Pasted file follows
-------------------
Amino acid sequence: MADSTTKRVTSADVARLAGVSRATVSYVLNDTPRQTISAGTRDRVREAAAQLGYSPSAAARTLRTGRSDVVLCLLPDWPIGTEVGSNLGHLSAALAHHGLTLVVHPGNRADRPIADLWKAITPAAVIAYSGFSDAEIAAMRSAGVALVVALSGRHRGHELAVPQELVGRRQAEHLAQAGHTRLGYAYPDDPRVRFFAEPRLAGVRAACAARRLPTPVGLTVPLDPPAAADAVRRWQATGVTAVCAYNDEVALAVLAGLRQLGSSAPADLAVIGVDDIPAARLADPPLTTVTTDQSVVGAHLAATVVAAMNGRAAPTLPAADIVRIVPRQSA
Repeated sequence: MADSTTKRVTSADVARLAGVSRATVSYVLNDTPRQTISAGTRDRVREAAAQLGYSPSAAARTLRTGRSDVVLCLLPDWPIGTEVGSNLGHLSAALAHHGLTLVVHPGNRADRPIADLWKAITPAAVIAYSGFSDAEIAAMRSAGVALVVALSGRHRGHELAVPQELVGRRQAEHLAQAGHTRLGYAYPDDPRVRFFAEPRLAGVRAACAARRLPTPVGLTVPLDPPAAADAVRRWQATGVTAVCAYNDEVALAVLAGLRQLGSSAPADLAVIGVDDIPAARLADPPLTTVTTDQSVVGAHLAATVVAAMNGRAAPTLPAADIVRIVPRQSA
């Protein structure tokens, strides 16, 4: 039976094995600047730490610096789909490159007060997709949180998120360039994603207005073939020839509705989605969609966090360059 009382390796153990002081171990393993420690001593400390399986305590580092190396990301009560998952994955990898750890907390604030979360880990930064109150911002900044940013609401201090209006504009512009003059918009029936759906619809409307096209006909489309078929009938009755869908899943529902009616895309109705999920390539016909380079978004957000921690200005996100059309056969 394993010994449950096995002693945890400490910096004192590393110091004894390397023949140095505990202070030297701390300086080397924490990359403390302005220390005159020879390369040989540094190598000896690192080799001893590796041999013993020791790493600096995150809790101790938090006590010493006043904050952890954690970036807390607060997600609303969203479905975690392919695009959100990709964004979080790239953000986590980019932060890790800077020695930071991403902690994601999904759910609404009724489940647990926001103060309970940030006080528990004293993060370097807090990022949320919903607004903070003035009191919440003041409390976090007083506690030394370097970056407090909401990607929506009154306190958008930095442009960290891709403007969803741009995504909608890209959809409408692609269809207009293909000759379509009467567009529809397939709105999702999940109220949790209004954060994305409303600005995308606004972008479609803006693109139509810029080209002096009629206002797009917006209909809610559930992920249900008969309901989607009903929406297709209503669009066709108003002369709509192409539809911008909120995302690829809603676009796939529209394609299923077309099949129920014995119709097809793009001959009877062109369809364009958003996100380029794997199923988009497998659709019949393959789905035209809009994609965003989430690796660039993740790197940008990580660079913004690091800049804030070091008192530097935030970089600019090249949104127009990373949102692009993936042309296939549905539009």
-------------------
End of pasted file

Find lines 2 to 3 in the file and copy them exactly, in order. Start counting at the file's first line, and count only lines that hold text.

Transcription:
Repeated sequence: MADSTTKRVTSADVARLAGVSRATVSYVLNDTPRQTISAGTRDRVREAAAQLGYSPSAAARTLRTGRSDVVLCLLPDWPIGTEVGSNLGHLSAALAHHGLTLVVHPGNRADRPIADLWKAITPAAVIAYSGFSDAEIAAMRSAGVALVVALSGRHRGHELAVPQELVGRRQAEHLAQAGHTRLGYAYPDDPRVRFFAEPRLAGVRAACAARRLPTPVGLTVPLDPPAAADAVRRWQATGVTAVCAYNDEVALAVLAGLRQLGSSAPADLAVIGVDDIPAARLADPPLTTVTTDQSVVGAHLAATVVAAMNGRAAPTLPAADIVRIVPRQSA
């Protein structure tokens, strides 16, 4: 039976094995600047730490610096789909490159007060997709949180998120360039994603207005073939020839509705989605969609966090360059 009382390796153990002081171990393993420690001593400390399986305590580092190396990301009560998952994955990898750890907390604030979360880990930064109150911002900044940013609401201090209006504009512009003059918009029936759906619809409307096209006909489309078929009938009755869908899943529902009616895309109705999920390539016909380079978004957000921690200005996100059309056969 394993010994449950096995002693945890400490910096004192590393110091004894390397023949140095505990202070030297701390300086080397924490990359403390302005220390005159020879390369040989540094190598000896690192080799001893590796041999013993020791790493600096995150809790101790938090006590010493006043904050952890954690970036807390607060997600609303969203479905975690392919695009959100990709964004979080790239953000986590980019932060890790800077020695930071991403902690994601999904759910609404009724489940647990926001103060309970940030006080528990004293993060370097807090990022949320919903607004903070003035009191919440003041409390976090007083506690030394370097970056407090909401990607929506009154306190958008930095442009960290891709403007969803741009995504909608890209959809409408692609269809207009293909000759379509009467567009529809397939709105999702999940109220949790209004954060994305409303600005995308606004972008479609803006693109139509810029080209002096009629206002797009917006209909809610559930992920249900008969309901989607009903929406297709209503669009066709108003002369709509192409539809911008909120995302690829809603676009796939529209394609299923077309099949129920014995119709097809793009001959009877062109369809364009958003996100380029794997199923988009497998659709019949393959789905035209809009994609965003989430690796660039993740790197940008990580660079913004690091800049804030070091008192530097935030970089600019090249949104127009990373949102692009993936042309296939549905539009």